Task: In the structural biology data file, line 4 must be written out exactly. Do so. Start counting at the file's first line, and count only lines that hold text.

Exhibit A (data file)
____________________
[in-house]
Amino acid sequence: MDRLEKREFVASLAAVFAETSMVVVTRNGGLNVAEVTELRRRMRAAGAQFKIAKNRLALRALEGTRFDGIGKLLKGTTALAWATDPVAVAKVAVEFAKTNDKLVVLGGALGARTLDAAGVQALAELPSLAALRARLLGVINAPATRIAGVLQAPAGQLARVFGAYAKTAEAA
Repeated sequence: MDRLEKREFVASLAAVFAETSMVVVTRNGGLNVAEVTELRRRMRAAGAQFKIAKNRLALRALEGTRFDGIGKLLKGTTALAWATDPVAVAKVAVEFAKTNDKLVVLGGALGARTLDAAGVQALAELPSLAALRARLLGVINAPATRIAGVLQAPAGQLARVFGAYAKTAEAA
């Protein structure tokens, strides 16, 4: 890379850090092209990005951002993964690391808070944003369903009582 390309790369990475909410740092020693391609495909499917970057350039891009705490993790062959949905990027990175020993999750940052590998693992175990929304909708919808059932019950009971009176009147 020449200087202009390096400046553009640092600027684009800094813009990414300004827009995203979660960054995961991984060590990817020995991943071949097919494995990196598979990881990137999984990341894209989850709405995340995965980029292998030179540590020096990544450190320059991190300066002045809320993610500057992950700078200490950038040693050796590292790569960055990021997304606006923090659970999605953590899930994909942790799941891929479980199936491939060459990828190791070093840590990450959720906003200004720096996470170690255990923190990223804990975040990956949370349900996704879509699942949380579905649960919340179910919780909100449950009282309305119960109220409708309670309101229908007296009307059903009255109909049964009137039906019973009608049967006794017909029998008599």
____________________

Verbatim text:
């Protein structure tokens, strides 16, 4: 890379850090092209990005951002993964690391808070944003369903009582 390309790369990475909410740092020693391609495909499917970057350039891009705490993790062959949905990027990175020993999750940052590998693992175990929304909708919808059932019950009971009176009147 020449200087202009390096400046553009640092600027684009800094813009990414300004827009995203979660960054995961991984060590990817020995991943071949097919494995990196598979990881990137999984990341894209989850709405995340995965980029292998030179540590020096990544450190320059991190300066002045809320993610500057992950700078200490950038040693050796590292790569960055990021997304606006923090659970999605953590899930994909942790799941891929479980199936491939060459990828190791070093840590990450959720906003200004720096996470170690255990923190990223804990975040990956949370349900996704879509699942949380579905649960919340179910919780909100449950009282309305119960109220409708309670309101229908007296009307059903009255109909049964009137039906019973009608049967006794017909029998008599």